In the midst of all the controversy surrounding allegations of misconduct in the workplace, employees need to take extra care in how they conduct themselves at their place of work. This is especially true during the holiday season, as there is always an office party or a team celebration to attend somewhere. However, to help you avoid being involved in the next office scandal and/or to prevent your company from getting unwanted, and perhaps embarrassing press, we’ve consulted PR professional David Rudolph, senior managing partner at D. Ericson & Associates in Detroit. Rudolph has crafted 12 common sense tips to help you have a successful holiday office party that will keep you and your company from having a holiday crisis. This practical advice will help keep your holiday office party fun, on-message, and avoid a potential crisis.
- Select the right location, location, location – If you are planning an office party for the holiday, keep it in the office. This is a not-so -ubtle reminder that no matter the activity, you are in a place of business. Dress codes, company cultural norms and self-conduct must be maintained at all times, even during a holiday party. Avoid having an office party at a bar or place that signals a lessening of accepted business standards.
- Leave the booze at the bar – Leave the alcohol at the bar when planning an office party. Alcohol is like a truth serum for some; it can lower inhibitions and spur on unwanted bad behavior. As the boss, the last thing you need is to have a well-intentioned holiday celebration become a human relations issue at best or at worst, a criminal incident that goes public.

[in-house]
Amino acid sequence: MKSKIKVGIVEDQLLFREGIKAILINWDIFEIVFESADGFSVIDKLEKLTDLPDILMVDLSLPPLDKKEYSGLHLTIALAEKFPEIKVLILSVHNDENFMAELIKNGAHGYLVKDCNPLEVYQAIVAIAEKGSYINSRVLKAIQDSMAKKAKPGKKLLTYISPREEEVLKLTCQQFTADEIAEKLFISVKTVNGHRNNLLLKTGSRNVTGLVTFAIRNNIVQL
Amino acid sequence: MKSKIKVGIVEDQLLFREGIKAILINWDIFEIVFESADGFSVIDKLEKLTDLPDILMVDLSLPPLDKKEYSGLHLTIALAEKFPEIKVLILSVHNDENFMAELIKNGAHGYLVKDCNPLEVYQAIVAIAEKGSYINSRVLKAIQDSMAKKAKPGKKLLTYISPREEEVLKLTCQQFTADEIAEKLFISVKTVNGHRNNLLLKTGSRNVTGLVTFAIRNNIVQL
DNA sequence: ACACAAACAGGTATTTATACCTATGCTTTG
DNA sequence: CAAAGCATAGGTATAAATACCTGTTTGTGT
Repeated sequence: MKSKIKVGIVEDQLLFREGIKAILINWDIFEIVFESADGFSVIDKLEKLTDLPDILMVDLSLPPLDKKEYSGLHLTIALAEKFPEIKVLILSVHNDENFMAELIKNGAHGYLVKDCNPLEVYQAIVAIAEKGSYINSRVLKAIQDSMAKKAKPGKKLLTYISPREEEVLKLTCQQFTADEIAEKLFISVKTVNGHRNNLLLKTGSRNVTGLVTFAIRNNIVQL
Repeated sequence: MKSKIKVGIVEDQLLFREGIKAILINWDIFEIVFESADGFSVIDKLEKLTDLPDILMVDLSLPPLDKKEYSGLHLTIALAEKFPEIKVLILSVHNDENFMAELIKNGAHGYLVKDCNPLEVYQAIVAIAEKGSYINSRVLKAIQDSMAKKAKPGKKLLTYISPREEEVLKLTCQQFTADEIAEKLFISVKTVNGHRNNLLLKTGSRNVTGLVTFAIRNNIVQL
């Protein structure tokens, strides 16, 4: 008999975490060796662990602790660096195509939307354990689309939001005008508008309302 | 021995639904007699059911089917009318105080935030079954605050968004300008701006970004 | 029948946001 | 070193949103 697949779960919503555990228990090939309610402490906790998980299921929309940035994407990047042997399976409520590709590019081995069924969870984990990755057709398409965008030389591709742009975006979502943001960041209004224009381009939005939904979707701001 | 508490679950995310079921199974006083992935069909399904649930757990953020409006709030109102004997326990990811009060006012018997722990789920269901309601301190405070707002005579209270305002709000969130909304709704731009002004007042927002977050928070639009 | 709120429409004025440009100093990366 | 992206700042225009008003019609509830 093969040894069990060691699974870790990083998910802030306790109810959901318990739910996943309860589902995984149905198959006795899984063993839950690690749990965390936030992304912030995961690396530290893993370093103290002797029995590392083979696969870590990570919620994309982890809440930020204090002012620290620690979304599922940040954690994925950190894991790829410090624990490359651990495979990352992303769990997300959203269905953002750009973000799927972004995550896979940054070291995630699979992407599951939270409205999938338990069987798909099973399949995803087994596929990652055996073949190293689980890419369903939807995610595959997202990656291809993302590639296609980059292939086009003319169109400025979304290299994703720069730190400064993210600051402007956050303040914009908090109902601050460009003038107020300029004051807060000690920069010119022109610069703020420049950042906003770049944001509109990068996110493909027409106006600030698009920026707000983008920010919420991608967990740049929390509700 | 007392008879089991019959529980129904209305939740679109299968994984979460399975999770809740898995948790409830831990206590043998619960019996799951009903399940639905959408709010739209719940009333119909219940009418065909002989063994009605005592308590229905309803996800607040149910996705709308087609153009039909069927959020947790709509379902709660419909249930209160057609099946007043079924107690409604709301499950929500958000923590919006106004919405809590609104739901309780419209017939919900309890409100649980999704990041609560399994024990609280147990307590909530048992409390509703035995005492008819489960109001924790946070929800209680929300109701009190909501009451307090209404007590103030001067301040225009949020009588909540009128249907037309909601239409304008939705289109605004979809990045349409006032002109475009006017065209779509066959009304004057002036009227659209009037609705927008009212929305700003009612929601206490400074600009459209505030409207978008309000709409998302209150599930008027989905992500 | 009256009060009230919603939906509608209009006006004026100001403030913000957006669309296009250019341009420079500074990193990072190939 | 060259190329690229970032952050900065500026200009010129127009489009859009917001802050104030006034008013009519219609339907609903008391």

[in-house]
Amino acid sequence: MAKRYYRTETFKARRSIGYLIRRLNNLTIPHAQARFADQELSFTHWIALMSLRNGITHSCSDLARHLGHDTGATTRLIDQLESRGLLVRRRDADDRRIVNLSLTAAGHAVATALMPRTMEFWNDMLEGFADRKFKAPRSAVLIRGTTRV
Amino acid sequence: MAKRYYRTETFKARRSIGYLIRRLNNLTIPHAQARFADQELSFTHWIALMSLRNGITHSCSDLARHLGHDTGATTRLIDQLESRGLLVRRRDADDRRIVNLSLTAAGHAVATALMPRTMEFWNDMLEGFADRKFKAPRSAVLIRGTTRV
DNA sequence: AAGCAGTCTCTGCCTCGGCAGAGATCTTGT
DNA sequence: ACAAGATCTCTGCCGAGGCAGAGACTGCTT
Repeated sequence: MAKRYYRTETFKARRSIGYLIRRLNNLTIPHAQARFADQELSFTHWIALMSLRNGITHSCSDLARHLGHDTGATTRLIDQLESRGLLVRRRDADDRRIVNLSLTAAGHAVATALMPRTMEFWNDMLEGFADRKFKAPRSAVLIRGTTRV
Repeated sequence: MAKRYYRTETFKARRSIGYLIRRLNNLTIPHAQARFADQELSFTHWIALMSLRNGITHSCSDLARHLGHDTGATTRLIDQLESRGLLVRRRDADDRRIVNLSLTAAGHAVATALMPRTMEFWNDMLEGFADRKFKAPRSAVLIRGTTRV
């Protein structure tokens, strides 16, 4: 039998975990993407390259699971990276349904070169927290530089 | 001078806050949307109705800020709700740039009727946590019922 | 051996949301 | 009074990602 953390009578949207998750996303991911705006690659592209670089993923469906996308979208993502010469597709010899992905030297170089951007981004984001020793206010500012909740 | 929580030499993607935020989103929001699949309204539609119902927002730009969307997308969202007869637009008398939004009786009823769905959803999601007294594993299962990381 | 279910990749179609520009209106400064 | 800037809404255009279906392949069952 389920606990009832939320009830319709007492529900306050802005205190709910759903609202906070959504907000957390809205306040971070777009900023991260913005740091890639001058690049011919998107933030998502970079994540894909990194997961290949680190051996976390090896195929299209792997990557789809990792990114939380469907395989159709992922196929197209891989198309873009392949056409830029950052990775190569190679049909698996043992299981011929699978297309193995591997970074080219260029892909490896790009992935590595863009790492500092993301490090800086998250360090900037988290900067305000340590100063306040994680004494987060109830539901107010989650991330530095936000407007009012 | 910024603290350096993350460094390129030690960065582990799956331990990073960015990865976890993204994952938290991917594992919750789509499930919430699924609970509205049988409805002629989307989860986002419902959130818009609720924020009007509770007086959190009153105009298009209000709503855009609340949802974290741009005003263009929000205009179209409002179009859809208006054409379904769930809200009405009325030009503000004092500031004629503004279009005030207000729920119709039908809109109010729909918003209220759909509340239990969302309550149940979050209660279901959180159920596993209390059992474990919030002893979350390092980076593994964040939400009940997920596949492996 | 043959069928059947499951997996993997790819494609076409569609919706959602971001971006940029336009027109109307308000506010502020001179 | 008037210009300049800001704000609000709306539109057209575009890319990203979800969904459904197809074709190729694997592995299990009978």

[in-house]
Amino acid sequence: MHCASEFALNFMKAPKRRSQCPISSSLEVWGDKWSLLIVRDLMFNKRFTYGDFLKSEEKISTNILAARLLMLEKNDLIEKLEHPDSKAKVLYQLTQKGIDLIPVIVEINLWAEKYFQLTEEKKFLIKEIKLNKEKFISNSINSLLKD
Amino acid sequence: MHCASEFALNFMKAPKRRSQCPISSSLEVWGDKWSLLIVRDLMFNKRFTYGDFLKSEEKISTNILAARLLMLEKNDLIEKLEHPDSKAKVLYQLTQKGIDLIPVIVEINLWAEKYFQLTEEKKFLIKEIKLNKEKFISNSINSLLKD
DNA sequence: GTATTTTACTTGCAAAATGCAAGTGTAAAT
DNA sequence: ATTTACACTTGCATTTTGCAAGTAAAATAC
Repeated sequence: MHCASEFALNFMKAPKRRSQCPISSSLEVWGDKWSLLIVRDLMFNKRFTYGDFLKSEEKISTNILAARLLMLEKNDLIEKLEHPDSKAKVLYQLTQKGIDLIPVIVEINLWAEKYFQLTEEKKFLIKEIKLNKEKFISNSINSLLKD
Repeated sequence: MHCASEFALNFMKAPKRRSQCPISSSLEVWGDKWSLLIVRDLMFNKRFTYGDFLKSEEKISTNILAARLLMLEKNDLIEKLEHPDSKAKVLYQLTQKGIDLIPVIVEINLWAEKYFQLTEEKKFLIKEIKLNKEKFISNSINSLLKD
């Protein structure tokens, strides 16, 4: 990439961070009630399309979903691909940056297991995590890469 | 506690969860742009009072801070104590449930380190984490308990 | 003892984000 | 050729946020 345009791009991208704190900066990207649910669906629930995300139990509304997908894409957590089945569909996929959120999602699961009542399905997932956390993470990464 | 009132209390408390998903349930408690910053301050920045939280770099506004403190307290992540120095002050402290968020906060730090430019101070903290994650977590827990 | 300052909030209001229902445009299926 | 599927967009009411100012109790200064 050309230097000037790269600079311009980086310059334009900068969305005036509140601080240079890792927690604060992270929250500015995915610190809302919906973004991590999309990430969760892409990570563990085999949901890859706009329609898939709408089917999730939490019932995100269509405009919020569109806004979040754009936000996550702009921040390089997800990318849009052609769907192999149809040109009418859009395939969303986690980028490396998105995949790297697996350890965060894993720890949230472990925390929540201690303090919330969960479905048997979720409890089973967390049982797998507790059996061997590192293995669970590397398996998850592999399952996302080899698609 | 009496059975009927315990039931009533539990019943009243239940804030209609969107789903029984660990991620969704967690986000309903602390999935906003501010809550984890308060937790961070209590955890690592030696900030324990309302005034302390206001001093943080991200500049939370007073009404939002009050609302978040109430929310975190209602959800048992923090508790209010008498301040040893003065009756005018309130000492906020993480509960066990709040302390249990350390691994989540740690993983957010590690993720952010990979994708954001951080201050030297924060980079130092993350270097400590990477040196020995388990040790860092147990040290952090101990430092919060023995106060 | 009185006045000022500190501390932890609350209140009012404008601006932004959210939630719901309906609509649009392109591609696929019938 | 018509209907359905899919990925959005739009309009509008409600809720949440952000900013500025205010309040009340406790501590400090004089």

- Strategically party plan – In business we like to set goals and objectives with a measurable action plan. Well, if you want to avoid a PR crisis, make sure you are taking the lead by creating a holiday planning committee and work with them to define what you hope to achieve from your holiday party. Make sure you set boundaries and identify what behavior will NOT be tolerated: no locker room talk, no photo copying of body parts or no closed door hanky-panky.
- Make the season bright – Leave the mistletoe in “The Christmas Song” by Nat King Cole. Guys, you know that office crush you have? Keep it to yourself. The office party is not the time, nor the place to try to be cute by whipping out a piece of mistletoe. The mistletoe is not your big chance to finally get a smooch. No. No and hell no!
- Say no to the office dating game – Do not treat your office holiday party like it’s a dating game. Again, just because you are taking time out of your normal business activity to celebrate the season of giving and cheer, does not give you permission to come out of character and put on your “dating game face.” Don’t treat the office party like you’re at a singles bar.
- Flirt not – The office party is no place for flirty behavior. “Coming on,” “pushing up,” “running-game,” call it what you want, but acting in a provocative manner will get you in deep trouble, and can potentially have you looking for another job, or worse as we say in Detroit, “catch a case.”